Public has chance to comment on roadless initiative | AspenTimes.com
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Public has chance to comment on roadless initiative

Heather McGregor

The U.S. Forest Service is offering an easy way to comment on its Roadless Area Conservation project during a public comment forum on Thursday.

People may state their views for up to three minutes while a court reporter makes a written record. Written comments will also be accepted at the meeting and through July 17.

The forum is set for 4 to 7 p.m. Thursday at the First Choice Inn in West Glenwood Springs.

At issue are 89 roadless areas in the White River National Forest, encompassing 642,000 acres. That’s 28 percent of the entire 2.3 million-acre national forest, which stretches from Parachute and Meeker to Summit County.

Burnt Mountain, East Maroon, North Woody Creek, Independence, Hunter Creek, Sloan Peak, Basalt Mountain and Red Table Mountain are among the roadless areas included in the project.

Nationwide, the Roadless Area Conservation project applies to more than 54 million acres of roadless areas on the national forests and grasslands – or nearly one-quarter of the 192 million-acre National Forest system.

These lesser-known parts of national forests are remote and untrammeled.

They are still wilderness, lacking roads and powerlines and structures. But they are not subject to the no-motors, no-machines constraints of designated wilderness areas.

Mountain biking, for example, would still be allowed.

Forest Service Chief Mike Dombeck has included his preferred alternatives in a draft environmental impact statement on the project.

Proposed policies under the Roadless Conservation project are divided into three categories: The first category is a set of four prohibition alternatives. They range from allowing road building, banning road building except for timber sales, banning road building except for timber sales done for forest health or wildlife habitat, or banning all road building and all new roads to accommodate timber sales. The Forest Service preferred alternative allows road building for logging purposes to continue. The second category is a set of four procedural alternatives that affect the timing for enacting the Roadless Area Conservation policies. They range from not applying the road-building policies, applying them every 15 years during the forest plan revision process, applying them on a project-by-project basis as various proposals come up, or applying them project-by-project until the forest plan is up for revision and then applying them forestwide.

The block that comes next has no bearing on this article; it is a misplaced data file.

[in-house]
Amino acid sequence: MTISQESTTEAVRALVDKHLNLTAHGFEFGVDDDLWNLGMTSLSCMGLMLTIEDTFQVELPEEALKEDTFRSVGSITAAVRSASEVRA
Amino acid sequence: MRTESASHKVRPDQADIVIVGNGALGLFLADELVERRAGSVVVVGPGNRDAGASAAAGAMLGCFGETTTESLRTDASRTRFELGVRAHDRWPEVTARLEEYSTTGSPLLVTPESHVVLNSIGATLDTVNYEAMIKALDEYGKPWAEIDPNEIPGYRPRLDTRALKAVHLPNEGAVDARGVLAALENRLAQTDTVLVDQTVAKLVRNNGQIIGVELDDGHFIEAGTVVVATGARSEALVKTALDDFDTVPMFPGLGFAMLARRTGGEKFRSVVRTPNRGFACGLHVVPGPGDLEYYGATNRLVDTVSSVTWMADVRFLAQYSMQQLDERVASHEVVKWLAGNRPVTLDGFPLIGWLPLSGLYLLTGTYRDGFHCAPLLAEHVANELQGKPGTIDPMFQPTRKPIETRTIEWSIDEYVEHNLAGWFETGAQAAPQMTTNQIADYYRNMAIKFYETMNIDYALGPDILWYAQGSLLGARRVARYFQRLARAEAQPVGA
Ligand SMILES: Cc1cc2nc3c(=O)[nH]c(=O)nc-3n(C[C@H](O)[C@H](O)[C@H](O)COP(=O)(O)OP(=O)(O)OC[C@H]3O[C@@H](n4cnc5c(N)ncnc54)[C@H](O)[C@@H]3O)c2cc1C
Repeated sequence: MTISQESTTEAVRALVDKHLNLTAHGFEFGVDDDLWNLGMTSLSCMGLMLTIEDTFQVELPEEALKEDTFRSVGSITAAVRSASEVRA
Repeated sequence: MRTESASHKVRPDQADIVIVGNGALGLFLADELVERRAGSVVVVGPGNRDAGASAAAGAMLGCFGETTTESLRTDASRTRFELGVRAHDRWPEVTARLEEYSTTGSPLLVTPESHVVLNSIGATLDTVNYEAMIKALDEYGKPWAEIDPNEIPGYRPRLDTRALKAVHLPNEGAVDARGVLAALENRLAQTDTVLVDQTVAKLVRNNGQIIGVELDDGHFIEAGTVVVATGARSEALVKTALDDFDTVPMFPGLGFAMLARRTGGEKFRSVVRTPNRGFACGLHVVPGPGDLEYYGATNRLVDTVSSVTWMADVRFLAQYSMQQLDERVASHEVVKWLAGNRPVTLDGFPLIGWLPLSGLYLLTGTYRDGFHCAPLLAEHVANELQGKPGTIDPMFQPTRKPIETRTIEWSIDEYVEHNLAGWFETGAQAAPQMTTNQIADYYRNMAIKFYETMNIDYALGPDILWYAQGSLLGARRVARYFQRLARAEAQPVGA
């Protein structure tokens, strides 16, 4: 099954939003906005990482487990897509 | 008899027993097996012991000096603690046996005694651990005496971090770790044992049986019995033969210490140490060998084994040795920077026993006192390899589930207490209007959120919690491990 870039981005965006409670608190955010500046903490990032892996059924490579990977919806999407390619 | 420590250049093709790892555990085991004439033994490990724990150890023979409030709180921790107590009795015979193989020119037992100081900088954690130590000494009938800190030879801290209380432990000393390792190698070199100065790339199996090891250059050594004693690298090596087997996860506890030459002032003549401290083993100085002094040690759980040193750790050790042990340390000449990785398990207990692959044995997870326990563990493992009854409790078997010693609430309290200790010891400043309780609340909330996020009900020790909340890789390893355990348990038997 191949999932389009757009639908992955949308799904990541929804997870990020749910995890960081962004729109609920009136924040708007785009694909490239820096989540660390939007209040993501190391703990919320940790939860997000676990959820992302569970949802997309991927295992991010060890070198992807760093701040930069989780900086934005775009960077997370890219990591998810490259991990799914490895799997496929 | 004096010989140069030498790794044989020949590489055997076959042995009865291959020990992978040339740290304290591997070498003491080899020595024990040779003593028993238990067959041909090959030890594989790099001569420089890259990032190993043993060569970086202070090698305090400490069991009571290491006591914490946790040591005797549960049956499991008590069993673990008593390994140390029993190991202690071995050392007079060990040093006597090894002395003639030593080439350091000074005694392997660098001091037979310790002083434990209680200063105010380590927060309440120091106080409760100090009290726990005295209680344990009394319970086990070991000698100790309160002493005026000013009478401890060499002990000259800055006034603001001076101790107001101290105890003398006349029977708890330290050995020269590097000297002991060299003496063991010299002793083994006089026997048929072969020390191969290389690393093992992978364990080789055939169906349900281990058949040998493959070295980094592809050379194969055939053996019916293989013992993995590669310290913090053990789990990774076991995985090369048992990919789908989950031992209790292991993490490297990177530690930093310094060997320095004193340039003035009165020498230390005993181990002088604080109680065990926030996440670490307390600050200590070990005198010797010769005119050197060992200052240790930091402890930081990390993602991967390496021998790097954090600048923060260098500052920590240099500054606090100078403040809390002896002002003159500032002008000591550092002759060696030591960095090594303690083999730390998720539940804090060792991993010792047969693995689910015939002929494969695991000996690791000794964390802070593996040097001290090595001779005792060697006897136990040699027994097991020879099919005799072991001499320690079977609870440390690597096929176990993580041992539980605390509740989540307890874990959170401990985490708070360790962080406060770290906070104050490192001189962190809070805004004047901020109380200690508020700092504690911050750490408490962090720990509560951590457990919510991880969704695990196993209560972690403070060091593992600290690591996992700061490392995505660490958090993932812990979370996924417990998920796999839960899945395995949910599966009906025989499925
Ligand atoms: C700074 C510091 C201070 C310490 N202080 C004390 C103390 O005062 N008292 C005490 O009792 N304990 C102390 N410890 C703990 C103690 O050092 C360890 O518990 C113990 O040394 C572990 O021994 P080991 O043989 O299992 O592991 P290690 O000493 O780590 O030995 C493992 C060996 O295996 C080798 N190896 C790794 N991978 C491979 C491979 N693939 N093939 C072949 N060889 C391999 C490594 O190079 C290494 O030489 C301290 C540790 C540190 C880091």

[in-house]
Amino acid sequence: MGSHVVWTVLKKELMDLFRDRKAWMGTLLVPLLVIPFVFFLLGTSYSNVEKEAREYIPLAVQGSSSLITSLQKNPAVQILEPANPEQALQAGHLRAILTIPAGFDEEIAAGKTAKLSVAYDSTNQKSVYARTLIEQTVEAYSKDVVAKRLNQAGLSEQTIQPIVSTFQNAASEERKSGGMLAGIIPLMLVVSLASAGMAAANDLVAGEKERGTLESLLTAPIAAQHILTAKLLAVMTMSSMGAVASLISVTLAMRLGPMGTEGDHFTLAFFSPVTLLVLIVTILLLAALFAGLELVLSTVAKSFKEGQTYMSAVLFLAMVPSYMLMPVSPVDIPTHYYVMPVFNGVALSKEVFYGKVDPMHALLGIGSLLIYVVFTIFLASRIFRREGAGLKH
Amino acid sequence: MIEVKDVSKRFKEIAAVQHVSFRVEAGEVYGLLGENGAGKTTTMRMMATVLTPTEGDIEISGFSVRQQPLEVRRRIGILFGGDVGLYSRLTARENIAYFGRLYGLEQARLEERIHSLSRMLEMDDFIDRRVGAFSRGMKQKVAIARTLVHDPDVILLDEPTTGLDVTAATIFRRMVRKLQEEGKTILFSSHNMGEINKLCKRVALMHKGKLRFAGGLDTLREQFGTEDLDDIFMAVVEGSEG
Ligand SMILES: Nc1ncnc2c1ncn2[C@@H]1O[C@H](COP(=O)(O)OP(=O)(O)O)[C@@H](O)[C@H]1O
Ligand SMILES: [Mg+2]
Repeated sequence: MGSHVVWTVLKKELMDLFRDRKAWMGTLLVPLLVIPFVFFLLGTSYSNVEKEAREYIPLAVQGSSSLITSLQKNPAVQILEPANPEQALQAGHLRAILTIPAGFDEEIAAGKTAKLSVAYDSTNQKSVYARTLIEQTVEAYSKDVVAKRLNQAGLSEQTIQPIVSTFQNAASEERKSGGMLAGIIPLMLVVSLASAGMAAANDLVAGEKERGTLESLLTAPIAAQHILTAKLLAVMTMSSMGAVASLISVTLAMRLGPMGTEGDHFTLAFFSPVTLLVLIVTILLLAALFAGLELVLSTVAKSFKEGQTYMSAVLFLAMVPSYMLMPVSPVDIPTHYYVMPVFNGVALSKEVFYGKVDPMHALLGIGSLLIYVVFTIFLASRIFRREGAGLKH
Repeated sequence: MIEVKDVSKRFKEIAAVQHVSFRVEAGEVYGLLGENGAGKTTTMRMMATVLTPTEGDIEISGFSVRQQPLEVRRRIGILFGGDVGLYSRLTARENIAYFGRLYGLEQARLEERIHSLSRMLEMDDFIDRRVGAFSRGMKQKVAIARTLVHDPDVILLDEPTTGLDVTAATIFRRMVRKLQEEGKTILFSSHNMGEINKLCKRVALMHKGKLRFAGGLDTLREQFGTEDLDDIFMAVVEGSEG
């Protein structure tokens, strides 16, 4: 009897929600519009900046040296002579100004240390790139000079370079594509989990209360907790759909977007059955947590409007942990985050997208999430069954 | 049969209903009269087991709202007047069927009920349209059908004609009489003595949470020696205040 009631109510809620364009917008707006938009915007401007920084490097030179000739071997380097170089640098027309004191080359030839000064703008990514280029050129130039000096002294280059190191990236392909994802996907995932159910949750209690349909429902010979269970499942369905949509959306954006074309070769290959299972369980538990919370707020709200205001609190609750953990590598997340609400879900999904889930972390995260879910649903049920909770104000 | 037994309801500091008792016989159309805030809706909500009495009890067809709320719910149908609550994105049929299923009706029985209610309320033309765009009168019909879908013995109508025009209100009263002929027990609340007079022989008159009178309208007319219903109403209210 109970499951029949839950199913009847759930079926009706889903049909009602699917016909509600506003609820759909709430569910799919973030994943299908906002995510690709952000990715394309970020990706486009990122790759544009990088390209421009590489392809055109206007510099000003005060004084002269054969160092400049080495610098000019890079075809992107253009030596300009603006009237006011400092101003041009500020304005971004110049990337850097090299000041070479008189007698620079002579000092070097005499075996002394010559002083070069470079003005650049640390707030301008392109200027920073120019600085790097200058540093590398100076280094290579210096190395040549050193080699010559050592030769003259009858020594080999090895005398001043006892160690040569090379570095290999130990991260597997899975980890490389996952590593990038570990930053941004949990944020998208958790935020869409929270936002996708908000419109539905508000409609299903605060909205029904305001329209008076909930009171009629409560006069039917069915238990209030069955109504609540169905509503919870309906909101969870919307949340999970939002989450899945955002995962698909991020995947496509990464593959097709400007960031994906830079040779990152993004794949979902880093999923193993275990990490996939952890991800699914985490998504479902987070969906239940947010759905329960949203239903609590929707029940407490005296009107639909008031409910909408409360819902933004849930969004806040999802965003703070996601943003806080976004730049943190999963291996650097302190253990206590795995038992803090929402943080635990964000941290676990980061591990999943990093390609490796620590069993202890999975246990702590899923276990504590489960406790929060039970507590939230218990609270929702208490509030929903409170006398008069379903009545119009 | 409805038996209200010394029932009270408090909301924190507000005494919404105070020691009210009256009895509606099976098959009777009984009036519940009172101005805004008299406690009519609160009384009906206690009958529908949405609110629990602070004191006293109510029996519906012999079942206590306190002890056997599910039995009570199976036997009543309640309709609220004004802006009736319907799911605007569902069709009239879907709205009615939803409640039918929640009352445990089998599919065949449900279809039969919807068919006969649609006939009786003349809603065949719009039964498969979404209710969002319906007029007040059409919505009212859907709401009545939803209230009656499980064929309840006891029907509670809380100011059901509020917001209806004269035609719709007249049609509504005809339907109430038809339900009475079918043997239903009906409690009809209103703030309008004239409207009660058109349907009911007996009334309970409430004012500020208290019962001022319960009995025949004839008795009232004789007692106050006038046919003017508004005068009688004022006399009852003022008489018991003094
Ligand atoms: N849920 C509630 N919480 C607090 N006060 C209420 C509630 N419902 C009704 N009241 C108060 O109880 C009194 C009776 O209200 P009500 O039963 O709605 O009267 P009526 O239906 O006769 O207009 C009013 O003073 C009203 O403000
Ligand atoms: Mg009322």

Dombeck’s preferred alternative waits until forest plans are revised to enact the policies.

For the White River National Forest, that means right now, since the forest plan is undergoing revision this year. But for the Rio Grande National Forest, for example, which recently completed its forest plan revision, the policies wouldn’t take effect until 2013. The third category is a set of four alternatives that apply to 8.5 million roadless acres on the Tongass National Forest in Alaska. The alternatives range from exempting the Tongass from the roadless policy, delaying a decision until the Tongass review is finished in 2004 but do project-by-project review in the meantime, putting off a decision until 2004, or prohibiting road building in old-growth forest and remote recreation areas.

Dombeck’s preferred alternative puts off Tongass decisions until 2004.

So while the Forest Service has put forward a process aimed at preserving roadless areas, Dombeck would still allow road building for timber sales, wouldn’t ban any new road building until forest plans are revised, and postpone a decision on Tongass road building for four years.

More information on the roadless proposal is available on the Forest Service Web site at http://www.roadless.fs.fed.us.

In addition to Thursday’s meeting, comments can be sent in via fax to (877) 703-2494; via mail to U.S. Forest Service, Roadless Area Proposed Rule, P.O. Box 221090, Salt Lake City, Utah 84122, or via e-mail to roadlessdeis@fs.fed.us.


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